ulimit Cheat Sheet

This is a check list of all you can do wrong when trying to set limits on Debian/Ubuntu. The hints might apply to other distros too, but I didn't check. If you have additional suggestions please leave a comment!

Checking Limits

Always Check Effective Limit

Using one of those two commands:

prlimit --pid=<pid>
cat /proc/<pid>/limits

prlimit has the more readable output:

RESOURCE   DESCRIPTION                             SOFT      HARD UNITS
AS         address space limit                unlimited unlimited Bytes
CORE       max core file size                         0 unlimited blocks
CPU        CPU time                           unlimited unlimited seconds
DATA       max data size                      unlimited unlimited Bytes
FSIZE      max file size                      unlimited unlimited blocks
LOCKS      max number of file locks held      unlimited unlimited 
MEMLOCK    max locked-in-memory address space     65536     65536 Bytes
MSGQUEUE   max bytes in POSIX mqueues            819200    819200 Bytes
NICE       max nice prio allowed to raise             0         0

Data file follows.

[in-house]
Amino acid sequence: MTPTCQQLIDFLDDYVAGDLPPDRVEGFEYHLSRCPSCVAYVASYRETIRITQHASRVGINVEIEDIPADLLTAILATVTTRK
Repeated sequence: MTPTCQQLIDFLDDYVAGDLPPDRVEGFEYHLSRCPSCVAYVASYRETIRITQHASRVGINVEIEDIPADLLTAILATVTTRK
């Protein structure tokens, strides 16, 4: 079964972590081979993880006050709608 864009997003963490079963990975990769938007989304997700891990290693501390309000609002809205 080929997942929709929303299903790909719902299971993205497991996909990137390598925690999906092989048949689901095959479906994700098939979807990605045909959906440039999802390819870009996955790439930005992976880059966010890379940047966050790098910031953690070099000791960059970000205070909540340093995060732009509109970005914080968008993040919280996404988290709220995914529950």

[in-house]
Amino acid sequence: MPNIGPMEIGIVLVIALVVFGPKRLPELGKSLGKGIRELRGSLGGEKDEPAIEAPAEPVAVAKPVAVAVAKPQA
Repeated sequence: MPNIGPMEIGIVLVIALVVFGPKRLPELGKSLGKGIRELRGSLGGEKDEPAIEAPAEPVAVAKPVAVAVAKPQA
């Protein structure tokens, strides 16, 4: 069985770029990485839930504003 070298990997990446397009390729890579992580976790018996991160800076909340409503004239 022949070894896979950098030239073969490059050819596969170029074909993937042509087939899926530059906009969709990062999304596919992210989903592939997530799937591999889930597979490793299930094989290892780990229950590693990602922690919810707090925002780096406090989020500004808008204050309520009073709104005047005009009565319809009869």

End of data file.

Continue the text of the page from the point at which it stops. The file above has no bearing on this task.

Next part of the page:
NOFILE     max number of open files               65536     65536 
NPROC      max number of processes                15072     15072 
RSS        max resident set size              unlimited unlimited pages
RTPRIO     max real-time priority                     0         0 
RTTIME     timeout for real-time tasks        unlimited unlimited microsecs
SIGPENDING max number of pending signals          15072     15072 
STACK      max stack size                       8388608 unlimited Bytes

Note: Running "prlimit" or "ulimit -a" in the shell of the respective user rarely tells something because the init daemon responsible for launching services might be ignoring /etc/security/limits.conf as this is a configuration file for PAM only and is applied on login only per default.

 

Do Not Forget The OS File Limit

If you suspect a limit hit on a system with many processes also check the global limit: